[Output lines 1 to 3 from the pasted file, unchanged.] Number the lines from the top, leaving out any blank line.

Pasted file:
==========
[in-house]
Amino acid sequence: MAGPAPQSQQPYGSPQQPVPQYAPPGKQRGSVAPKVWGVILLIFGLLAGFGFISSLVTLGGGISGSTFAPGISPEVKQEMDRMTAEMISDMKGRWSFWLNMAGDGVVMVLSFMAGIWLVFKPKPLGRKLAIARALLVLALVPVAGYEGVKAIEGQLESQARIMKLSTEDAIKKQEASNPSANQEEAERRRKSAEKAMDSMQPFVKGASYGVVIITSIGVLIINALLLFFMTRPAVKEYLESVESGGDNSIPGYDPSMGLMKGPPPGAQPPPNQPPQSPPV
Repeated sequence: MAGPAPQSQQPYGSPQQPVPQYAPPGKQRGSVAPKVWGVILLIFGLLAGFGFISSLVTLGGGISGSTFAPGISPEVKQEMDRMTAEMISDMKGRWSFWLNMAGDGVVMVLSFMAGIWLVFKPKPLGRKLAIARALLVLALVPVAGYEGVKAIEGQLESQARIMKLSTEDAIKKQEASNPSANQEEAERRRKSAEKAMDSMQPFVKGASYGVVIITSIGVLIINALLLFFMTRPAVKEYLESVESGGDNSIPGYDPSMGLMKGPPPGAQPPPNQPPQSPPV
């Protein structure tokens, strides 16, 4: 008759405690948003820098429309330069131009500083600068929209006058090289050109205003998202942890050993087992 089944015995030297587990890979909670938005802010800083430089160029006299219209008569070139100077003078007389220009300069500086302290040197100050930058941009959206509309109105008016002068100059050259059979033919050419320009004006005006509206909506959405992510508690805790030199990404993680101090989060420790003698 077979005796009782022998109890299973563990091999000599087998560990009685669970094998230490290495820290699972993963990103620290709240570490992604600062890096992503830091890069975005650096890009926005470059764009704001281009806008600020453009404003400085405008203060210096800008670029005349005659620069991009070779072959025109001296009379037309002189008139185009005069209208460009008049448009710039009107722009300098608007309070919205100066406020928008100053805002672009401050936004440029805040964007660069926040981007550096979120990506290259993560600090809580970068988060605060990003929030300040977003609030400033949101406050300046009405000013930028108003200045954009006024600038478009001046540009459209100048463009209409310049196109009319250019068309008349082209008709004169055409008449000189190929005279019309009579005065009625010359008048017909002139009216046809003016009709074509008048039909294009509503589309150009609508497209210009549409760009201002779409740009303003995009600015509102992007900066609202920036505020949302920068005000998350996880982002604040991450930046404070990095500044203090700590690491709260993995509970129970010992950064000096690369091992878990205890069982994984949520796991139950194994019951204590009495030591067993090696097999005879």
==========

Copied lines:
[in-house]
Amino acid sequence: MAGPAPQSQQPYGSPQQPVPQYAPPGKQRGSVAPKVWGVILLIFGLLAGFGFISSLVTLGGGISGSTFAPGISPEVKQEMDRMTAEMISDMKGRWSFWLNMAGDGVVMVLSFMAGIWLVFKPKPLGRKLAIARALLVLALVPVAGYEGVKAIEGQLESQARIMKLSTEDAIKKQEASNPSANQEEAERRRKSAEKAMDSMQPFVKGASYGVVIITSIGVLIINALLLFFMTRPAVKEYLESVESGGDNSIPGYDPSMGLMKGPPPGAQPPPNQPPQSPPV
Repeated sequence: MAGPAPQSQQPYGSPQQPVPQYAPPGKQRGSVAPKVWGVILLIFGLLAGFGFISSLVTLGGGISGSTFAPGISPEVKQEMDRMTAEMISDMKGRWSFWLNMAGDGVVMVLSFMAGIWLVFKPKPLGRKLAIARALLVLALVPVAGYEGVKAIEGQLESQARIMKLSTEDAIKKQEASNPSANQEEAERRRKSAEKAMDSMQPFVKGASYGVVIITSIGVLIINALLLFFMTRPAVKEYLESVESGGDNSIPGYDPSMGLMKGPPPGAQPPPNQPPQSPPV